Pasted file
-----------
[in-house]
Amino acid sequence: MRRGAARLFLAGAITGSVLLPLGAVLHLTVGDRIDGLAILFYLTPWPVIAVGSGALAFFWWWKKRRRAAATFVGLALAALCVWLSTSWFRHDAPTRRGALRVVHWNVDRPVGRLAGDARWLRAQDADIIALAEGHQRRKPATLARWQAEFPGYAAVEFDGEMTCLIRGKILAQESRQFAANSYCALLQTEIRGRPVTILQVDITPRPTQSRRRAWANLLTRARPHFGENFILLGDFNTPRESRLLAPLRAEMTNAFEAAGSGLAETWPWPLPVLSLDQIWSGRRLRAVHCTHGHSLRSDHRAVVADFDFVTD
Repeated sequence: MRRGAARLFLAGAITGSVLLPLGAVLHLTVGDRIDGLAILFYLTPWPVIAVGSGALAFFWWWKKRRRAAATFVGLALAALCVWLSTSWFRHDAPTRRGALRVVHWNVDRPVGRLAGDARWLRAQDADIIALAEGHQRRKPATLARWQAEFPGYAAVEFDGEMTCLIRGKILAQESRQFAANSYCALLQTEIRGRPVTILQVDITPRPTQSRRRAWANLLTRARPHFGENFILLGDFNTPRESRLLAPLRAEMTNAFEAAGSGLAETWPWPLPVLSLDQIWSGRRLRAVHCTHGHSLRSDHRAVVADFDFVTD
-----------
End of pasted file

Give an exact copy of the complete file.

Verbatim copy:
[in-house]
Amino acid sequence: MRRGAARLFLAGAITGSVLLPLGAVLHLTVGDRIDGLAILFYLTPWPVIAVGSGALAFFWWWKKRRRAAATFVGLALAALCVWLSTSWFRHDAPTRRGALRVVHWNVDRPVGRLAGDARWLRAQDADIIALAEGHQRRKPATLARWQAEFPGYAAVEFDGEMTCLIRGKILAQESRQFAANSYCALLQTEIRGRPVTILQVDITPRPTQSRRRAWANLLTRARPHFGENFILLGDFNTPRESRLLAPLRAEMTNAFEAAGSGLAETWPWPLPVLSLDQIWSGRRLRAVHCTHGHSLRSDHRAVVADFDFVTD
Repeated sequence: MRRGAARLFLAGAITGSVLLPLGAVLHLTVGDRIDGLAILFYLTPWPVIAVGSGALAFFWWWKKRRRAAATFVGLALAALCVWLSTSWFRHDAPTRRGALRVVHWNVDRPVGRLAGDARWLRAQDADIIALAEGHQRRKPATLARWQAEFPGYAAVEFDGEMTCLIRGKILAQESRQFAANSYCALLQTEIRGRPVTILQVDITPRPTQSRRRAWANLLTRARPHFGENFILLGDFNTPRESRLLAPLRAEMTNAFEAAGSGLAETWPWPLPVLSLDQIWSGRRLRAVHCTHGHSLRSDHRAVVADFDFVTD